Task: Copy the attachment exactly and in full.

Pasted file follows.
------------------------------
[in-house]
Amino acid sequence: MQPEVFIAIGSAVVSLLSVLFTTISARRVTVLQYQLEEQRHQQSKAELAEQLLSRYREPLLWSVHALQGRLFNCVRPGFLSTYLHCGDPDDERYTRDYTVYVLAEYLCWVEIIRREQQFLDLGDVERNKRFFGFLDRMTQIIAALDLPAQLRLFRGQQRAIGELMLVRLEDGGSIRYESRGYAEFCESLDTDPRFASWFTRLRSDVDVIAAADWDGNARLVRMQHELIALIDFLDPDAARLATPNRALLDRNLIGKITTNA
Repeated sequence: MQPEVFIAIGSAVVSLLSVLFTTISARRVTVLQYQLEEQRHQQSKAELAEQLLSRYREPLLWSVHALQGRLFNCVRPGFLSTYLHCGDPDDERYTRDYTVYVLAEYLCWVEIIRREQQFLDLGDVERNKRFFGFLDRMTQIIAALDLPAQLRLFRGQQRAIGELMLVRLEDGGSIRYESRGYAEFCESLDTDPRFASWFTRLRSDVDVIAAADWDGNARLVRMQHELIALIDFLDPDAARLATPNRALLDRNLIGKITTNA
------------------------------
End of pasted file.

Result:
[in-house]
Amino acid sequence: MQPEVFIAIGSAVVSLLSVLFTTISARRVTVLQYQLEEQRHQQSKAELAEQLLSRYREPLLWSVHALQGRLFNCVRPGFLSTYLHCGDPDDERYTRDYTVYVLAEYLCWVEIIRREQQFLDLGDVERNKRFFGFLDRMTQIIAALDLPAQLRLFRGQQRAIGELMLVRLEDGGSIRYESRGYAEFCESLDTDPRFASWFTRLRSDVDVIAAADWDGNARLVRMQHELIALIDFLDPDAARLATPNRALLDRNLIGKITTNA
Repeated sequence: MQPEVFIAIGSAVVSLLSVLFTTISARRVTVLQYQLEEQRHQQSKAELAEQLLSRYREPLLWSVHALQGRLFNCVRPGFLSTYLHCGDPDDERYTRDYTVYVLAEYLCWVEIIRREQQFLDLGDVERNKRFFGFLDRMTQIIAALDLPAQLRLFRGQQRAIGELMLVRLEDGGSIRYESRGYAEFCESLDTDPRFASWFTRLRSDVDVIAAADWDGNARLVRMQHELIALIDFLDPDAARLATPNRALLDRNLIGKITTNA